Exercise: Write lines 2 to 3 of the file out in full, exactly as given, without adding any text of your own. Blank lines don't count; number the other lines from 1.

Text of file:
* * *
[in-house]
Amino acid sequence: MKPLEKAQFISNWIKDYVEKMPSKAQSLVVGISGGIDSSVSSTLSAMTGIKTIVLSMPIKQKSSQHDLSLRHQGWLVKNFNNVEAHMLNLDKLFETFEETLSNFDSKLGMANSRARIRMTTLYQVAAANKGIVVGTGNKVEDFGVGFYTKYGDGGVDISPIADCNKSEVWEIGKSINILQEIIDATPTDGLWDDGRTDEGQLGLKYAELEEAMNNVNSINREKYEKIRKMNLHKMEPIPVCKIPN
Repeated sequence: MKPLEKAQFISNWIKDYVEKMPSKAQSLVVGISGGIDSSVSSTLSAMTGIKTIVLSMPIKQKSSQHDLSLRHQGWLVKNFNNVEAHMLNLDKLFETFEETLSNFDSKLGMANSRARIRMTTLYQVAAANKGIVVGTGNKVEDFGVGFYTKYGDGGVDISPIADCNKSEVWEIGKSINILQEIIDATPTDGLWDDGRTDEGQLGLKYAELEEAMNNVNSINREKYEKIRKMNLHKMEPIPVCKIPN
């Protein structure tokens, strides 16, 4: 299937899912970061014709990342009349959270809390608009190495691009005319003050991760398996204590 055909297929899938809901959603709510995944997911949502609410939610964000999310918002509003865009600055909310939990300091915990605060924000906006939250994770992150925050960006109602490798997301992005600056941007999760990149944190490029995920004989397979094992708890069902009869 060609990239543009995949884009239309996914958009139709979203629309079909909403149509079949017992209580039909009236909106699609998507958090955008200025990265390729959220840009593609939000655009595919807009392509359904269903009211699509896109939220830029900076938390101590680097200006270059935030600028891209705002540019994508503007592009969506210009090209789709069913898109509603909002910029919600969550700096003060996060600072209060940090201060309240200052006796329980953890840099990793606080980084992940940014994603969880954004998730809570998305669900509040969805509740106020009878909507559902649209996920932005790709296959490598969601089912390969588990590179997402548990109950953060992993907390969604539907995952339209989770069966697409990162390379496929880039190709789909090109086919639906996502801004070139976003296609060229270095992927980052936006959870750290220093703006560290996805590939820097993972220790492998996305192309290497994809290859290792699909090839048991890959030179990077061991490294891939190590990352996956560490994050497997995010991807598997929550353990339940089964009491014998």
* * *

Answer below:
Amino acid sequence: MKPLEKAQFISNWIKDYVEKMPSKAQSLVVGISGGIDSSVSSTLSAMTGIKTIVLSMPIKQKSSQHDLSLRHQGWLVKNFNNVEAHMLNLDKLFETFEETLSNFDSKLGMANSRARIRMTTLYQVAAANKGIVVGTGNKVEDFGVGFYTKYGDGGVDISPIADCNKSEVWEIGKSINILQEIIDATPTDGLWDDGRTDEGQLGLKYAELEEAMNNVNSINREKYEKIRKMNLHKMEPIPVCKIPN
Repeated sequence: MKPLEKAQFISNWIKDYVEKMPSKAQSLVVGISGGIDSSVSSTLSAMTGIKTIVLSMPIKQKSSQHDLSLRHQGWLVKNFNNVEAHMLNLDKLFETFEETLSNFDSKLGMANSRARIRMTTLYQVAAANKGIVVGTGNKVEDFGVGFYTKYGDGGVDISPIADCNKSEVWEIGKSINILQEIIDATPTDGLWDDGRTDEGQLGLKYAELEEAMNNVNSINREKYEKIRKMNLHKMEPIPVCKIPN